UK regulator gives go-ahead for spectrum trading

The UK telecoms regulator, Ofcom, said it will allow UK mobile operators to be able to trade spectrum with each other for the first time. Under the new rules, which will be administered by Ofcom, operators will be able to make offers for 900 MHz, 1800 MHz and 2.1 GHz spectrum that are presently licensed to another operator.

Commenting on the new arrangements, Ofcom said in a statement that over the past two decades, mobile phone operators had acquired blocks of licensed spectrum, but "not all operators hold the same amount of spectrum, and the level of demand for mobile services also differs from area to area."

Ofcom CEO Ed Richards added in the statement that this move "comes in response to the fast pace of change and innovation taking place in the mobile communications sector, which is placing increased demands on spectrum."

This decision to allow inter-operator trading came after complaints from some UK operators that the division of spectrum across the industry was unfair given the surging demand for mobile data traffic.

Everything Everywhere, the merger of Orange UK and T-Mobile UK, holds the majority of the 180 0MHz spectrum, while O2 and Vodafone have exclusivity over the 900 MHz spectrum.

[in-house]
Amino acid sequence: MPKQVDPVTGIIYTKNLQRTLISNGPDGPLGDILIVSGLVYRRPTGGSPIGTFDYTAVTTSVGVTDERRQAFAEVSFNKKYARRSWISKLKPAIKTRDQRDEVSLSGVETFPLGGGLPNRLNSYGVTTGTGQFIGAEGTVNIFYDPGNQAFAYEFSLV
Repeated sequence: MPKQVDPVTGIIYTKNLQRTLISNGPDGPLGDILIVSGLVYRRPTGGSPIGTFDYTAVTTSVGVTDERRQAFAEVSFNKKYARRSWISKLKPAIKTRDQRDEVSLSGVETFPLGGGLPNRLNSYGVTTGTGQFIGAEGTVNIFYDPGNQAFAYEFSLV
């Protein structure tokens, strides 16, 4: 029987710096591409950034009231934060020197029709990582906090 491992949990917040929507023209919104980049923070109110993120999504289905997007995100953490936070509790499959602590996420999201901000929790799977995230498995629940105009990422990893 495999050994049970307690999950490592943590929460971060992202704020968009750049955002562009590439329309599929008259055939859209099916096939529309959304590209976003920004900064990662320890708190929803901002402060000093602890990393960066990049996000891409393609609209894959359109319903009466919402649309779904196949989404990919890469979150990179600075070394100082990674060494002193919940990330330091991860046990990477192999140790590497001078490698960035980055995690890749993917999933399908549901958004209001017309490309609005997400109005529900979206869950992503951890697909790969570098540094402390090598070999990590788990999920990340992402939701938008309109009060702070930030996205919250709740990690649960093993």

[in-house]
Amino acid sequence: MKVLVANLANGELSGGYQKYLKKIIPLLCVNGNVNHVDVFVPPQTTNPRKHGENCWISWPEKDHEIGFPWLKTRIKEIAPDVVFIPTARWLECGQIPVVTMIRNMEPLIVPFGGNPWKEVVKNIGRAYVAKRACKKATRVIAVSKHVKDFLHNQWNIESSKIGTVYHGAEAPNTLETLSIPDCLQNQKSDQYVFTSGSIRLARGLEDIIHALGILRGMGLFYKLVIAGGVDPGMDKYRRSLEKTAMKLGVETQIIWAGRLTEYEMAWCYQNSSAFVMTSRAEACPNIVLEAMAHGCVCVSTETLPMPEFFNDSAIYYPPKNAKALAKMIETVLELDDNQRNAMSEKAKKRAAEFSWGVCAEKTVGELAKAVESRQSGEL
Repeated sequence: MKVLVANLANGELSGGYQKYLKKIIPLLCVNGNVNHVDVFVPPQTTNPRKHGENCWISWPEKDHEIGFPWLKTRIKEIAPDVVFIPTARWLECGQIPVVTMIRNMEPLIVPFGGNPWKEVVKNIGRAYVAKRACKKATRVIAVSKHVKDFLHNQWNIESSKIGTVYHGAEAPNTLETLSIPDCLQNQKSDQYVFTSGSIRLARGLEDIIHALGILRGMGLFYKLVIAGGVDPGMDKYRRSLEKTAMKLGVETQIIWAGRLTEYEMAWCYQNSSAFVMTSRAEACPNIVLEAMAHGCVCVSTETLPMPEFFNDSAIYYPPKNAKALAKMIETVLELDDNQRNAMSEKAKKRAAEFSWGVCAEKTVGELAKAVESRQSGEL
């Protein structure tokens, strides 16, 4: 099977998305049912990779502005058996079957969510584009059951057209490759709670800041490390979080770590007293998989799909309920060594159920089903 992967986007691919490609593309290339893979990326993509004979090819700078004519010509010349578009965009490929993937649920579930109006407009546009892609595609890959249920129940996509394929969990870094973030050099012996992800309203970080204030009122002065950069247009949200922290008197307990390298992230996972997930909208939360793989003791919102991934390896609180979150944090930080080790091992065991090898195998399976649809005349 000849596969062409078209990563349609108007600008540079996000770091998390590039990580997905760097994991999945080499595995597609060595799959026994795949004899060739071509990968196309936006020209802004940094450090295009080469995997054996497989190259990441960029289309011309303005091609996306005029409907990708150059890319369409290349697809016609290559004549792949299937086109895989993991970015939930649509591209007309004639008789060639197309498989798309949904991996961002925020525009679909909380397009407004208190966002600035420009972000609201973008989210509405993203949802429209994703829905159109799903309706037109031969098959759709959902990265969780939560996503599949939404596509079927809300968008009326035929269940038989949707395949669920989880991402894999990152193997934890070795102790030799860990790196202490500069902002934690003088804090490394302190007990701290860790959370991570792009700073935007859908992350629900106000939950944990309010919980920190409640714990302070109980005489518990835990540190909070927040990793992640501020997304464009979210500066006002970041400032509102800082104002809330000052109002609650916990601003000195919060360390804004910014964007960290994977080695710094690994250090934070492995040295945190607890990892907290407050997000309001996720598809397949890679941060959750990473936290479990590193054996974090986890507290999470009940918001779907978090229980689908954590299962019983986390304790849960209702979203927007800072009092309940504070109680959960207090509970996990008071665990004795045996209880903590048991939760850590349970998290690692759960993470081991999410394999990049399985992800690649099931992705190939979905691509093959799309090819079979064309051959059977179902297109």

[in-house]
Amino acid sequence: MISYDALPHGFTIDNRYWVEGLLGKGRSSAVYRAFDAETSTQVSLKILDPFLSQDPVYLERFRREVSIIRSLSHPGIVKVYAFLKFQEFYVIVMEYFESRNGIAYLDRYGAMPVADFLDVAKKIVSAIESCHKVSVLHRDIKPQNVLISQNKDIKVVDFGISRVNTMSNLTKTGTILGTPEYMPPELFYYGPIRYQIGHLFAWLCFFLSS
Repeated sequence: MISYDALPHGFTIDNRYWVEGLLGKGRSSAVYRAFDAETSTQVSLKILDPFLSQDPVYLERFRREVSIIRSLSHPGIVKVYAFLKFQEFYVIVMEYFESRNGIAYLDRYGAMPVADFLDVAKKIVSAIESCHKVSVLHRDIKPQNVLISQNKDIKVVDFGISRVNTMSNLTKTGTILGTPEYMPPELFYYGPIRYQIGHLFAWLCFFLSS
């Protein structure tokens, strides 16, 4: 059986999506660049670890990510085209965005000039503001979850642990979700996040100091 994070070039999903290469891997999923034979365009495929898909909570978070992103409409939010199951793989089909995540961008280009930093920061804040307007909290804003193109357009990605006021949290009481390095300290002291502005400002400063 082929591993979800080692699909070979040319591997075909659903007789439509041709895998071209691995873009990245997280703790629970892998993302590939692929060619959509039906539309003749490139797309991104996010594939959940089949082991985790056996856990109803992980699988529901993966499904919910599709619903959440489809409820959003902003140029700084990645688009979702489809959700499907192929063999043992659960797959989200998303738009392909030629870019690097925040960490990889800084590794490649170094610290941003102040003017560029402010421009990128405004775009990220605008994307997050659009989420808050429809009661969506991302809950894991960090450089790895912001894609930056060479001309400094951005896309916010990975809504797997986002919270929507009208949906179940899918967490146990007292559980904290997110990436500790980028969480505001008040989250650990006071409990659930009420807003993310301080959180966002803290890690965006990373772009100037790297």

While it remains unclear if these new rules will trigger a rush of bidding for valuable spectrum, any activity is likely to be swayed by the forthcoming allocation of spectrum in the 800 MHz and 2.6 GHz bands. This fight for the spectrum will likely be intensified given Ofcom's statement that the forthcoming round of spectrum allocation will be the last in the UK mobile market for a decade.

For more:
- see this Reuters article
- see this Telecoms.com article

Related Articles:
3UK threatens cutbacks over UK spectrum refarming decision
3G at 900MHz - the benefits revealed
EU wants key mobile broadband spectrum opened by 2013
T-Mo/Orange offer concessions to hasten merger approval
Split 900MHz spectrum equally, says Orange

Suggested Articles

Wireless operators can provide 5G services with spectrum bands both above and below 6 GHz—but that doesn't mean that all countries will let them.

Here are the stories we’re tracking today.

The 5G Mobile Network Architecture research project will implement two 5G use cases in real-world test beds.